Wednesday, February 3, 2010

47: The Self-Empowered Woman: Florence Nightingale

Dear Followers,

Today I'd like to share the story of a most unlikely Self-Empowered Woman. Florence Nightingale was born on May 12, 1820 (in Florence, Italy), and died in her sleep on August 13, 1910 in London. During her lifetime she initiated the role of women as nurses, and profoundly improved conditions for soldiers in the UK and abroad.

Unlike most Self-Empowered Women, Florence Nightingale's father played both a supportive and a dependable role in her life. As an adult Nightingale was lucky enough to be the recipient of an annual income from her father of £500 a year, which would be about $50,000 in today's currency. And when she was younger, she was lucky enough to have a father who--unlike most parents of that era--believed that women should be educated. He personally taught her Italian, Greek, Philosophy, History, Writing and Mathematics. The latter would be particularly helpful to her when, as a health advocate, she became one of the first people to present her arguments using visual presentations, statistical graphics and pie charts.

In other ways, however, Nightingale possessed her fair share of SEW traits. Her decision, in 1845, to enter nursing incurred the intense anger and disapproval of her family, particularly her mother (17: Dreaming Your Own Dream).

And her love life appears to have been both complicated and chaste. She was courted by Richard Monckton Milnes, the first Baron Houghton, Sidney Herbert (who was married, but became a lifelong friend and mentor), and Benjamin Jowett (15: Forget About Prince Charming).

Both in England in 1837, and while in Egypt in 1850, she confessed to feeling "called to God," and watching the deaconesses and Pastor Theodor Fliedner, who worked for the sick and deprived for Kaiserswerth-am-Rhein she felt that the experience was "a turning point in her life" (3: Befief in the Unbelievable).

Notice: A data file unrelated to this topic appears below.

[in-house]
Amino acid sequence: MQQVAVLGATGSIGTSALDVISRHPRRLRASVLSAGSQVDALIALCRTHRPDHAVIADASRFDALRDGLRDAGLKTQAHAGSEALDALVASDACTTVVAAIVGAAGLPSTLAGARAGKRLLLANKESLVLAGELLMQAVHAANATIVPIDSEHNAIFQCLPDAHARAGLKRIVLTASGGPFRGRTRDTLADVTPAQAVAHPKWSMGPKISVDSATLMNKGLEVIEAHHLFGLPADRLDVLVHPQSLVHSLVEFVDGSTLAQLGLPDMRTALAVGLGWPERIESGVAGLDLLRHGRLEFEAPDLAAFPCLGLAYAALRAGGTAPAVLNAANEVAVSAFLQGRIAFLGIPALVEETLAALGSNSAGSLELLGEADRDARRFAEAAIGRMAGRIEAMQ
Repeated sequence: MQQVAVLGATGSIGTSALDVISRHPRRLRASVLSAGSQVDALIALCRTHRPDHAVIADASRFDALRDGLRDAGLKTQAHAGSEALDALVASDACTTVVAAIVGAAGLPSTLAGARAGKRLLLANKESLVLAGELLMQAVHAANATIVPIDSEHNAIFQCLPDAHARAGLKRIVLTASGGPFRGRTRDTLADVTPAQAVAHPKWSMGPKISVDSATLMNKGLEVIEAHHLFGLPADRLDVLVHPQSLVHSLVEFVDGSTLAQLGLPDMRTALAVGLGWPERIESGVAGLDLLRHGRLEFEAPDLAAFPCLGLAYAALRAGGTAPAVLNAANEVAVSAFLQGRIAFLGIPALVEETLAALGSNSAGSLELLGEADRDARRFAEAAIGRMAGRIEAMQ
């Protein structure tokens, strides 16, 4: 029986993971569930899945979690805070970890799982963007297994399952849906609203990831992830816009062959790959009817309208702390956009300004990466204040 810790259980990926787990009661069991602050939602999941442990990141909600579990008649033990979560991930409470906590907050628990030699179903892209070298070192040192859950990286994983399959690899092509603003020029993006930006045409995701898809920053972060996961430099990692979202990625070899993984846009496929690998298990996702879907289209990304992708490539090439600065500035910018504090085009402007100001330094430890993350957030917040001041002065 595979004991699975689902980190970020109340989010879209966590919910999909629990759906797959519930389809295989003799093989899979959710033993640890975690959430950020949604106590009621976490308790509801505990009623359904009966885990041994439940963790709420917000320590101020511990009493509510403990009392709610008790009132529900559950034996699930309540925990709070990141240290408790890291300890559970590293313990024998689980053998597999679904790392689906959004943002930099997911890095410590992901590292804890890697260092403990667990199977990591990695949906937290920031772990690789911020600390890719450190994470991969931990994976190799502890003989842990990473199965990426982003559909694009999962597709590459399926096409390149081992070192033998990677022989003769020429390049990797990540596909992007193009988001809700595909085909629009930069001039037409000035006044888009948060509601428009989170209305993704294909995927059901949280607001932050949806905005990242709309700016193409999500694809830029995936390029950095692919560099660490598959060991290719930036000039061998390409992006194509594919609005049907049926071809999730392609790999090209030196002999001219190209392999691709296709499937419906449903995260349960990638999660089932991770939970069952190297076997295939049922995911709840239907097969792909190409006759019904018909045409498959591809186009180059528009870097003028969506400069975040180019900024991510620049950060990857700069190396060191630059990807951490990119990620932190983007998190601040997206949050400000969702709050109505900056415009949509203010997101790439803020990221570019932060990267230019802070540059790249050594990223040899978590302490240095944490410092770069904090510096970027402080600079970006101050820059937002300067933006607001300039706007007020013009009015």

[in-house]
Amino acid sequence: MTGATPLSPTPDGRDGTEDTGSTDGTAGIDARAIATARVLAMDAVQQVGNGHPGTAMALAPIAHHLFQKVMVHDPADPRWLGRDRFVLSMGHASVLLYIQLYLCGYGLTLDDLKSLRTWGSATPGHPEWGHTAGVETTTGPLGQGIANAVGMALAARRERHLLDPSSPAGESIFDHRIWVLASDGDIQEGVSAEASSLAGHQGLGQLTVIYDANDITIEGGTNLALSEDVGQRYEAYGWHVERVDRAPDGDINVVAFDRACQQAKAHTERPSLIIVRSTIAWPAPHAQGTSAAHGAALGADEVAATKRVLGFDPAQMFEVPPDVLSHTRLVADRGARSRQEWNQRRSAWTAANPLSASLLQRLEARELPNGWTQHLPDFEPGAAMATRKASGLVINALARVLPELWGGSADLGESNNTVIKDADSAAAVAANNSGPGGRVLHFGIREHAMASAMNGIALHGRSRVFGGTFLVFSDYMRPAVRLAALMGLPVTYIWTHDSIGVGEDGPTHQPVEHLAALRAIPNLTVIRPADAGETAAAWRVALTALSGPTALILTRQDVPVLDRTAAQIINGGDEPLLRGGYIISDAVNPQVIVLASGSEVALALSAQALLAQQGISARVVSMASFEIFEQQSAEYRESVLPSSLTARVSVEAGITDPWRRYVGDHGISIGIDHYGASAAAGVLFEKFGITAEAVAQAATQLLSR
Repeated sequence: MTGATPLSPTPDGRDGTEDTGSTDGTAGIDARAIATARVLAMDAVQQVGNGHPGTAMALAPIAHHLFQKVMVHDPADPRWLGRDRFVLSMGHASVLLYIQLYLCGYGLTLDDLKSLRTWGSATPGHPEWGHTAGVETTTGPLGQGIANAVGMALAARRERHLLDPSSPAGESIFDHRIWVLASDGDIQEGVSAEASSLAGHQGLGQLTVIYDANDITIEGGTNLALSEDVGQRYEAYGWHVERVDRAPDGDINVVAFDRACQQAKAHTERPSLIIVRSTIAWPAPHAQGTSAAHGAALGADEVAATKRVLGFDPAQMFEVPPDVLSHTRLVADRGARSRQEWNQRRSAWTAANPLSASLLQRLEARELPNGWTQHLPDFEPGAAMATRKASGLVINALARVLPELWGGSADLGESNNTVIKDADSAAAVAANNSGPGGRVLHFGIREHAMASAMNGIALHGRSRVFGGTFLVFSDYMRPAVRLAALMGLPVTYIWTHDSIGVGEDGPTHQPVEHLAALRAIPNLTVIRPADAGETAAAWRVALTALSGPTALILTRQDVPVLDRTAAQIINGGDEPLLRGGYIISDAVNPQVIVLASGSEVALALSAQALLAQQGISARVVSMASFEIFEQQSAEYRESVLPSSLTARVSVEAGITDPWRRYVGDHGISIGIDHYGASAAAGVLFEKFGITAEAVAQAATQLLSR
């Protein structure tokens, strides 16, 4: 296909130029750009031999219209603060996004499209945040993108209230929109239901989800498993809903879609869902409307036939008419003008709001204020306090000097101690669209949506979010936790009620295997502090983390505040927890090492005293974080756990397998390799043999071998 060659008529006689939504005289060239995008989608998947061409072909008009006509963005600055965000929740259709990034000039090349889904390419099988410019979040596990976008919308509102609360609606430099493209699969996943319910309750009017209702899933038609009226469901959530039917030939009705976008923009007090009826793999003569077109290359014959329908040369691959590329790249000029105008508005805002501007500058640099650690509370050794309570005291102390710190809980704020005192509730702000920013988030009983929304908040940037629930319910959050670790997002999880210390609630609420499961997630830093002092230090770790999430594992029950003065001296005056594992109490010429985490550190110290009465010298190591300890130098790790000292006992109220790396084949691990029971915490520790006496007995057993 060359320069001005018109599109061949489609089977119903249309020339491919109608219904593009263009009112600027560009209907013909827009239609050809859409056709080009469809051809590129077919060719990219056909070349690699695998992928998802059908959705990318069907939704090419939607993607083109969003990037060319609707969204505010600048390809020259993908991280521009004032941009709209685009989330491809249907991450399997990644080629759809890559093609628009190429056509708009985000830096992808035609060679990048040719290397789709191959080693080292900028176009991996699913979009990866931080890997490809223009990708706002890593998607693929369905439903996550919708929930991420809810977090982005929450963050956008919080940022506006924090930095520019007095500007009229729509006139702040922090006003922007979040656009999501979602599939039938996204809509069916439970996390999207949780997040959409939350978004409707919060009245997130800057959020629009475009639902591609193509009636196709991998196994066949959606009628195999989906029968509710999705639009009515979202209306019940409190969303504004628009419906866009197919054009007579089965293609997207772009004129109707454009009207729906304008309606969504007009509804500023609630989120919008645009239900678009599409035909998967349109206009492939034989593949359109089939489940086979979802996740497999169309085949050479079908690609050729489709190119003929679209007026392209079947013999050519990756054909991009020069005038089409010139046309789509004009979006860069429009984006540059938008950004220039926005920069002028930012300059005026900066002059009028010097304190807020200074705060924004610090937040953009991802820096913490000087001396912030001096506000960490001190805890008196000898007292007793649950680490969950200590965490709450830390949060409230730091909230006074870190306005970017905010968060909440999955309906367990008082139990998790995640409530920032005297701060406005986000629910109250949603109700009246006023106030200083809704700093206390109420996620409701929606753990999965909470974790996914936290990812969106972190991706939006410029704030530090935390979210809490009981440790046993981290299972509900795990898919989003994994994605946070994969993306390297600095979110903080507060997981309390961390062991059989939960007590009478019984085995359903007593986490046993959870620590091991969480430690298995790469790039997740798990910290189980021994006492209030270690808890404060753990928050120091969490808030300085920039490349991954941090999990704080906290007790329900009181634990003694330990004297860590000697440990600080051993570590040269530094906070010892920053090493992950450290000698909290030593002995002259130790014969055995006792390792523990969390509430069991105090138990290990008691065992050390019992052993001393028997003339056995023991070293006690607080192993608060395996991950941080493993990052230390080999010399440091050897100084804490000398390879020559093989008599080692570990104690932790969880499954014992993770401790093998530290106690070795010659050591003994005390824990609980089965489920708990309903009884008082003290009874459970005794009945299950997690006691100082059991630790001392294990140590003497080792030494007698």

Thanks to Nightingale (known as "The Lady With the Lamp" because she visited and cared for the injured soldiers at night) the death rates for the wounded during the Crimean War dropped from 40% to 2%, primarily because of her impact on improved sanitation and better living conditions.

Nightingale endured a nervous breakdown and was often bedridden and suffered from severe depression (12: Hard Times). And even though she paved the way for women everywhere to have more opportunities, she had little patience for those who adhered to the traditional, restrictive female roles (5: Life is Not a Popularity Contest).

In addition to her work in the field of health, Nightingale was a prolific author, and her honors, statues, and namesake hospitals serve as reminders of the profound contributions she made during her lifetime. The annual International Nurses Day is celebrated around the world on May 12, her birthday.

Looking forward to your comments...


  1. I recently came across your blog and have been reading along. I thought I would leave my first comment. I don't know what to say except that I have enjoyed reading. Nice blog. I will keep visiting this blog very often.


  2. Hi Lucy, so happy you are enjoying the blog. Have you read, "The Self-Empowered Woman" yet? If you become a subscriber you should be able to get each of my postings automatically. Thanks for writing! Marilyn